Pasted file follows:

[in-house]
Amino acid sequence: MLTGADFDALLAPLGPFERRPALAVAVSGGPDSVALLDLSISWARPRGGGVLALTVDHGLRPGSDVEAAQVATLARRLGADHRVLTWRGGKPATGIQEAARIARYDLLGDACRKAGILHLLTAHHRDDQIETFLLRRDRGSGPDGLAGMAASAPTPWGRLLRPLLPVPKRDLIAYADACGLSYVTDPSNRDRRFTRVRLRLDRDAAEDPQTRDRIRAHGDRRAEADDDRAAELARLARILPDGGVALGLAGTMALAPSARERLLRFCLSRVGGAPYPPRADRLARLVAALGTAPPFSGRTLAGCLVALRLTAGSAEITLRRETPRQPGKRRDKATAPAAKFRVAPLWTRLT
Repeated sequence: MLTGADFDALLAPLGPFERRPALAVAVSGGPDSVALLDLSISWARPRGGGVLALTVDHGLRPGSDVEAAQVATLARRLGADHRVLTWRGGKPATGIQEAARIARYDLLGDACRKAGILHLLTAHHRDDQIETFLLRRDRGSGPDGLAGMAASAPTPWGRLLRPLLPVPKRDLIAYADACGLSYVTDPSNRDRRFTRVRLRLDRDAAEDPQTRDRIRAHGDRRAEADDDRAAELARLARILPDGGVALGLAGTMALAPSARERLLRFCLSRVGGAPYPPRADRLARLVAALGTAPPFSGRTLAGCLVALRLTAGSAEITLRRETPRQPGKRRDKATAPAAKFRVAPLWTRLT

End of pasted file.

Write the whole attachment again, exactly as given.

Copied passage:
[in-house]
Amino acid sequence: MLTGADFDALLAPLGPFERRPALAVAVSGGPDSVALLDLSISWARPRGGGVLALTVDHGLRPGSDVEAAQVATLARRLGADHRVLTWRGGKPATGIQEAARIARYDLLGDACRKAGILHLLTAHHRDDQIETFLLRRDRGSGPDGLAGMAASAPTPWGRLLRPLLPVPKRDLIAYADACGLSYVTDPSNRDRRFTRVRLRLDRDAAEDPQTRDRIRAHGDRRAEADDDRAAELARLARILPDGGVALGLAGTMALAPSARERLLRFCLSRVGGAPYPPRADRLARLVAALGTAPPFSGRTLAGCLVALRLTAGSAEITLRRETPRQPGKRRDKATAPAAKFRVAPLWTRLT
Repeated sequence: MLTGADFDALLAPLGPFERRPALAVAVSGGPDSVALLDLSISWARPRGGGVLALTVDHGLRPGSDVEAAQVATLARRLGADHRVLTWRGGKPATGIQEAARIARYDLLGDACRKAGILHLLTAHHRDDQIETFLLRRDRGSGPDGLAGMAASAPTPWGRLLRPLLPVPKRDLIAYADACGLSYVTDPSNRDRRFTRVRLRLDRDAAEDPQTRDRIRAHGDRRAEADDDRAAELARLARILPDGGVALGLAGTMALAPSARERLLRFCLSRVGGAPYPPRADRLARLVAALGTAPPFSGRTLAGCLVALRLTAGSAEITLRRETPRQPGKRRDKATAPAAKFRVAPLWTRLT